Plan your visit
multi-day tours in the tarkine
(Scroll down the page to plan your own adventure)
The folk at Tarkine Trails run guided and fully catered trips into the Tarkine Wilderness from October to May each year, with pick-up and drop-off from Hobart, Launceston, Devonport and Burnie. They offer 3 different multi-day walks: a 6 day rainforest hike in the north of the Tarkine, a 4 day 'nature experience' at their stunning Tiger Ridge basecamp in the south of the Tarkine rainforest, and a 6 day coastal hike from the Sandy Cape lighthouse to the Pieman River. These intimate tours can take up to 10 people and cater to a broad range of fitness levels. Tarkine Trails have spent years creating environmentally sensitive trails and facilities in the Tarkine Wilderness, and their trips offer a great way to see the Tarkine wilderness with expert and committed guides, while keeping your environmental impact to the minimum. The Tarkine Trails team are committed to the preservation of the Tarkine and are actively involved in the fight to save the Tasmanian Devil from extinction. Visit their website to find out more and book a hike!
Tasmanian Expeditions run a number of tours in the Tarkine covering a mixture of activities; day walks, river cruises and canoeing. Trips are up to 6 days, including meals, accommodation and the company of professional guides. Tasmanian Expeditions are committed to maintaining the integrity of the Tasmanian wilderness and ensure that their tours have minimal environmental impact. Check out their website to find out more about tour options.
plan your own tarkine adventure
If walking is your thing, The Bob Brown Foundation have published an amazing book entitled 'Tarkine Trails' - a walking guide to the Tarkine. This book covers short walks right through to week-long treks through its entire wilderness. We recommend purchasing this book if you're intending to explore the Tarkine.
You can buy 'Tarkine Trails' online for $37 via this link here.
Save the Tarkine have also put together a fantastic guide to short walks in the Tarkine, ranging from half hour strolls to day walks. Click here to download the guide. Notes are also available for a selection of easy to medium walks at Discover the Tarkine. This site also contains a number of useful suggestions for how to plan your time in the Tarkine. Check out some ideas by clicking here.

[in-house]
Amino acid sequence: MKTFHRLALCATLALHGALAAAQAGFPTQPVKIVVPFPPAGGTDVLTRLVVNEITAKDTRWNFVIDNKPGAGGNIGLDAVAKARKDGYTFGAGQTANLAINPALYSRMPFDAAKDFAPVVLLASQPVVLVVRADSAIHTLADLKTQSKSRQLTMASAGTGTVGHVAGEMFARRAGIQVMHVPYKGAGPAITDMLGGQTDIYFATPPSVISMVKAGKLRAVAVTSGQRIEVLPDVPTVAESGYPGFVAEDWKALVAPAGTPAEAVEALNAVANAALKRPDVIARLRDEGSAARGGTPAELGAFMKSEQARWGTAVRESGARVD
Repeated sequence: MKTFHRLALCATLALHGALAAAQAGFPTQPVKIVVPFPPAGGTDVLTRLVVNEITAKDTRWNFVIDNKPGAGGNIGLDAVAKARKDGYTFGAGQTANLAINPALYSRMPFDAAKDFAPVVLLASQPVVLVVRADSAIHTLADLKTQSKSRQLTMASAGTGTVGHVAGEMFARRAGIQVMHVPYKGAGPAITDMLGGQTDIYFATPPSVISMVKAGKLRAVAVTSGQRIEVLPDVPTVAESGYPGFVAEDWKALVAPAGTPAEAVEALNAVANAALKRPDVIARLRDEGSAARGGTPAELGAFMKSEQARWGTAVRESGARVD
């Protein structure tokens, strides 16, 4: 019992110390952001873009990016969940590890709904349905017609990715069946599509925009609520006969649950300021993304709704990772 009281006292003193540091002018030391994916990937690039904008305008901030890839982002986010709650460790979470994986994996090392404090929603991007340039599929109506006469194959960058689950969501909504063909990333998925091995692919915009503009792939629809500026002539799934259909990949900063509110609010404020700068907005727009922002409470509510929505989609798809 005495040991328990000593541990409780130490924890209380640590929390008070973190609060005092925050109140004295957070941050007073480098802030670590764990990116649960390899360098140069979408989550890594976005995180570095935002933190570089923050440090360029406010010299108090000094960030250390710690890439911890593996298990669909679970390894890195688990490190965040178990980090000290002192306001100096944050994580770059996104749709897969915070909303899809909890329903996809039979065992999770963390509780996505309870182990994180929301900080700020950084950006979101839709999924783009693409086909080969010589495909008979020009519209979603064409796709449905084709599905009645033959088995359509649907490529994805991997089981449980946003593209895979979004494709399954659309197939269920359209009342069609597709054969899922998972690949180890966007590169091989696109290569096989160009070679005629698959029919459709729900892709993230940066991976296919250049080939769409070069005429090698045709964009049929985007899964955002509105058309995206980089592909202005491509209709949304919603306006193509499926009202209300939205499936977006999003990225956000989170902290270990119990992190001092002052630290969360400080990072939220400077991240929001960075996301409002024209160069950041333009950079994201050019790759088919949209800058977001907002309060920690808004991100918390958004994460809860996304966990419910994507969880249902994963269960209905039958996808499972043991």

Due to the Tarkine's lack of protected status and the resulting lack of certainty for potential tourism developers, there are little to no walking and camping facilities in the Tarkine. Join the campaign and tell the Tasmanian Government that the Tarkine as a protected wilderness is worth more than the exploitation of its natural resources.
For keen mountain bikers the Tarkine is full of remote unsealed tracks to explore. The following map outlines one option from Waratah (read more here).
Activities for those with limited physical ability
We understand that not everyone can access the Tarkine on foot or by bike, so here's a list of activities for those that have limited physical ability.
The Tarkine Drive is a 93km fully sealed loop which passes through a variety of the Tarkine's landscapes and provides access to a number of walks. Give yourselves at least a day to take your time and soak in the glorious surrounds! Click here to download the Tarkine Drive map. Read about more drive options here.
Small cruise vessels operate on both the Arthur River at the norther edge and the Pieman River on the southern edge of the Tarkine. Float along the tannin-stained waters of these rivers edged by walls of rainforest and look out for platypus and sea-eagles. The Arcadia II and Sweetwater travel along the Pieman from Corinna (see below), and you can
Cruise the Arthur River with Arthur River Cruises or A R Reflections River Cruises.
And now for something completely different... Have you ever wanted to ride a giant slide through a forest canopy? Well now's your chance! Visit Tarkine Forest Adventures to find out more.
Nestled in the rainforest on the banks of the Pieman river, Corinna is an historic mining town that has been converted into an eco-tourism village. It is tiny, which is part of its great appeal, and offers a range of accommodation options from camping, to self-contained cottages, to the old pub. On your doorstep in Corinna are numerous walks, kayaking, and the opportunity to travel along the Pieman River to the coast on the historic Huon Pine vessel the Arcadia II. Click here to find out more and book your stay in Corinna.
Located on the northern edge of the Tarkine just 35 minutes from Burnie airport, the Tarkine Wilderness Lodge is perched on a clearing with 360 degree views of the surrounding forest. The lodge provides a great opportunity to see wildlife and explore the surrounding forest, with guided walks available. Delicious home-made food, fresh Tasmanian produce and wines are on offer, or, if they wish, guests can self-cater. Click here for more information and bookings.
A range of accommodation is also available in the towns surrounding the Tarkine. Follow this link to find out where to stay in Waratah, Tullah, Arthur River and Circular Head.
There are a number of campgrounds in the Tarkine. Serviced Sites include Manuka, Prickly Wattle and Peppermint Campgrounds which cost $13 a night or $50 for up to 7 nights. Unserviced sites are found at Tiger Flats, Nelson Bay, (the delightfully named) Stinking Beach, Greens Creek and Rebecca and will cost you $6 a night or $30 for up to 7 nights. Find out more on the Parks and Wildlife Service Tasmania website.
Header photo by Geoff Dodd